268. Pounder (penu)

268. Pounder (penu)

H: 16.8 cm. W. across bar handle: 12.8 cm.
Diam. base: 15 cm
Society Islands
18th century

Ex collection:
William Gambier-Parry, Highnam Court, Gloucestershire
(estate sold on 3 November 1971)

Made of black compact basalt from Maupiti, Society Islands.

Pounders are of three types: with forked top, with cross-bar and with faceted top. This belongs to the cross-bar type which is the classical Maupiti form.

These pounders were used to make a paste from the pulp of fruits and edible roots, mainly bread-fruit and taro, by crushing them on a stone or wooden surface; this was generally a plateau, often on four feet, a papahia or 'umete.

This mash was fermented and called by the Tahitians mahi, though it is generally known as poi which is the Hawaiian term.

William Parry, the 18th century artist, painted the Ra'iatean [1] Omai with Banks and Solander who accompanied Captain Cook[2] on his first voyage. The pounder was almost certainly given to Parry by one of them.

A. Kaeppler [3] says: "Omai may also have given Tahitian objects as gifts to his English hosts. For example, Omai was painted with Banks and Solander by William Parry, at whose estate Omai was a guest. Indeed, it may be that objects from Omai (or Banks or Solander) were included in the sale of the estate of Gambier-Parry in 1971 [22]." Footnote 22 reads: "For example, a carved object from the Australs and a Tahitian food pounder now in the Ortiz collection, Geneva."

Two very close comparisons are one in the Musée de l'Homme, Paris [4] and another which appeared in a Christie's Tribal Art sale[5], from Admiral Lord Horatio Nelson, in all likelihood also from one of Cook's voyages as he probably acquired his pounder directly from Sir Joseph Banks or their mutually close friend Sir William Hamilton.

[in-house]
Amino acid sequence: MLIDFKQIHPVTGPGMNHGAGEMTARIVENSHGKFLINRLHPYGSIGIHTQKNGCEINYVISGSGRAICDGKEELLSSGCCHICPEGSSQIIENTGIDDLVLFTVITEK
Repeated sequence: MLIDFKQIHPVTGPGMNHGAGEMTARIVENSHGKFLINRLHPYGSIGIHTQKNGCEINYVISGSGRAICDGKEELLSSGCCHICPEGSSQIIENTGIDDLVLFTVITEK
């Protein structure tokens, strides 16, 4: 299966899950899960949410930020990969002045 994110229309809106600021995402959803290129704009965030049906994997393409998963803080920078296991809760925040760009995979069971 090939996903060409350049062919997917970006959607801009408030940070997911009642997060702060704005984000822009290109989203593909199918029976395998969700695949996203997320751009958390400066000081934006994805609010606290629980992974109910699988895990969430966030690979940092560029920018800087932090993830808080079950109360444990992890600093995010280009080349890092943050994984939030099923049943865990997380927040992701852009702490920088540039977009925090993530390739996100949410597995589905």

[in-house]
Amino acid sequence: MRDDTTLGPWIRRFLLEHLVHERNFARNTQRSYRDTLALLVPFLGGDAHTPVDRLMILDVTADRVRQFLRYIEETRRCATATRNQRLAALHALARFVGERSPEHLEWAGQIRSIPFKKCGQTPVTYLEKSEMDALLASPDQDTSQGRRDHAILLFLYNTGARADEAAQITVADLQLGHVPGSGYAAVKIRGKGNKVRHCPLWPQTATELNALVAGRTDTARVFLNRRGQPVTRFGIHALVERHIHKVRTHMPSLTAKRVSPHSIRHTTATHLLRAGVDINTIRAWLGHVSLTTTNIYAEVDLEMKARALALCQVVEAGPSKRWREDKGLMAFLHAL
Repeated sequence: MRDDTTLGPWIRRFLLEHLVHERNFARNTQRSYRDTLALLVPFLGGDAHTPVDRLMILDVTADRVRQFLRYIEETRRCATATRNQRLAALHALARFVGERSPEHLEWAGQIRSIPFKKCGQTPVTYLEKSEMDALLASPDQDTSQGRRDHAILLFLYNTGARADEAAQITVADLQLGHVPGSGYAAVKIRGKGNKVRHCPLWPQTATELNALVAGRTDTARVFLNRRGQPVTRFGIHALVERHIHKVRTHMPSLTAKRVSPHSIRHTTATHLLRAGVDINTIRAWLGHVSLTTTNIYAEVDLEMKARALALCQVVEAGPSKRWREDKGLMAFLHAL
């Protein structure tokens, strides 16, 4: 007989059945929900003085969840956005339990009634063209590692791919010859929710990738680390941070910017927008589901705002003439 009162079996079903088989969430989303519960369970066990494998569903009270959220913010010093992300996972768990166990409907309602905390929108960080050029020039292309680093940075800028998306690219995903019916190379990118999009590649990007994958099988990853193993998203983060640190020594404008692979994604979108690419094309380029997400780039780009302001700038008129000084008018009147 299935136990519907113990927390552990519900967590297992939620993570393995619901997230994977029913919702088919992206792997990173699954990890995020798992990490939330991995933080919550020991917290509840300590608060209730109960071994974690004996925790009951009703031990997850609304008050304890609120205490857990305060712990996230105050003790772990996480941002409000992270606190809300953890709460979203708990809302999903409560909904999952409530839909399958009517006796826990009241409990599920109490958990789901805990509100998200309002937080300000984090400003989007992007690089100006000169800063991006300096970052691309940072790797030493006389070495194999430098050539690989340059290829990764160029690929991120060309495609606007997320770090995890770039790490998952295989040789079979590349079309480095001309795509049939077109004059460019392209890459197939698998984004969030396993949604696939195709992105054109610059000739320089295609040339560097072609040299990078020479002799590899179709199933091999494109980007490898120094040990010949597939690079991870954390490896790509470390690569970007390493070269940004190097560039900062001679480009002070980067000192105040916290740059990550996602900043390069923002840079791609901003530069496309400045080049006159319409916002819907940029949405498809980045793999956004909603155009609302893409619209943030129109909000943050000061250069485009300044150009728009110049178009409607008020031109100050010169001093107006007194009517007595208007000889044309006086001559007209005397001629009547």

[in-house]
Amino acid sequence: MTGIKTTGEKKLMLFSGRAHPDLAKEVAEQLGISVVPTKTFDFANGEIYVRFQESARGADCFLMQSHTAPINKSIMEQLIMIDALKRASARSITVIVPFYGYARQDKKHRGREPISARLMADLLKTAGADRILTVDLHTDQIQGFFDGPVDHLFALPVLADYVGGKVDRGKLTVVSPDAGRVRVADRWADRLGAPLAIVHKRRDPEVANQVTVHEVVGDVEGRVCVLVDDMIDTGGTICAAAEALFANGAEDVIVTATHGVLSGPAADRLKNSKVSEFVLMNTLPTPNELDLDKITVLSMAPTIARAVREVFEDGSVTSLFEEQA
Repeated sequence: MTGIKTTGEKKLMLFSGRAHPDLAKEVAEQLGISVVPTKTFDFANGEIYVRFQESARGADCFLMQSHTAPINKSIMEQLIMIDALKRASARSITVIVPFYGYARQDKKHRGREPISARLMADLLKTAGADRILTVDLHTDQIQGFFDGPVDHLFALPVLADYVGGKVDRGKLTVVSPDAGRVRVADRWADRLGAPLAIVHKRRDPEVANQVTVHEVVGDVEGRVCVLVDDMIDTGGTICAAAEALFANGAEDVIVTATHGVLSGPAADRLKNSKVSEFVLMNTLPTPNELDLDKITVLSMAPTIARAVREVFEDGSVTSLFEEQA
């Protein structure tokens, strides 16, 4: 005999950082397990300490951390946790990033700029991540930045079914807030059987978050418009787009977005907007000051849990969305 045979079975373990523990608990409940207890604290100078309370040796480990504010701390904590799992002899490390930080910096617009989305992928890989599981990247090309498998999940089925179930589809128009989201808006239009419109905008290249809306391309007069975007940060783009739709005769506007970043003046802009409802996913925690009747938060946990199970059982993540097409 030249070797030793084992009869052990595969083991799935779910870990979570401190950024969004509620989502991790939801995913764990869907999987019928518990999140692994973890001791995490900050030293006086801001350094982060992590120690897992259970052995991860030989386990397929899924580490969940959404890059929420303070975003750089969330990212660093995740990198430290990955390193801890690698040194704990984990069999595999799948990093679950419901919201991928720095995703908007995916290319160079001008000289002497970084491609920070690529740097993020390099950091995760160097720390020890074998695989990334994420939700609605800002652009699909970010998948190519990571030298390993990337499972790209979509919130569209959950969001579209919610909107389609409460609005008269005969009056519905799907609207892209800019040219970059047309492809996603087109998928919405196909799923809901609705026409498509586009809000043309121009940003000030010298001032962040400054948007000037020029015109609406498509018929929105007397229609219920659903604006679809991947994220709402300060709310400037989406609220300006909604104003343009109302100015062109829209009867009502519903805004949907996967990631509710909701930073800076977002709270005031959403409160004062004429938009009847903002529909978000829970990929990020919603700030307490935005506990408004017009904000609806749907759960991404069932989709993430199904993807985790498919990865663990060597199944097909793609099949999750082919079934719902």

Exhibited and Published:
The Art of the Pacific Islands, cat. no. 5.9, p. 149.

Ethnography Glossary

1 Omai was born on Ra'iatea which belongs to the Leeward group of the Society Islands. He later went to Tahiti and Huahine.

2 Captain James Cook was entrusted with the task of surveying and drawing up charts of certain parts of the Pacific Ocean by the British Admiralty and The Royal Society of London. The first voyage (1768-1771) "... was primarily to observe the transit of the planet Venus ..." (Duff, R.: A Retrospect of Cook's Polynesians, in: No sort of iron. Culture of Cook's Polynesians [Christchurch, 1969-70], p. 7). Sir Joseph Banks contributed financially to this expedition for which he and Daniel Solander were the naturalists.

On the return of the second trip (1772-1775) Omai at his own request visited England sailing on the Adventure. He was the first Polynesian to do so and while there was under the protection of Lord Sandwich and Sir Joseph Banks. A great social success, he was much in demand and admired by the ladies for his nice manner and fine looks. On the third voyage (1776-1780) Cook was unfortunately murdered in Hawaii in February 1779 owing to a misunderstanding. It was on the early part of this trip that Omai returned to Huahine, settling on land that Captain Cook had bought for him.

3 Kaeppler, A.: Artificial Curiosities. An Exposition of Native Manufactures Collected on the Three Voyages of Captain James Cook, R.N. (Hawaii, 1978), p. 44.

4 Dept. Oceania, 78.1.201: Garanger, J.: Pilons polynésiens.Musée de l'Homme. Série E. Océanie I (Paris, 1967), no. 19, p. 37.

5 Christie's, London, 23 June 1986, lot 136, p. 63.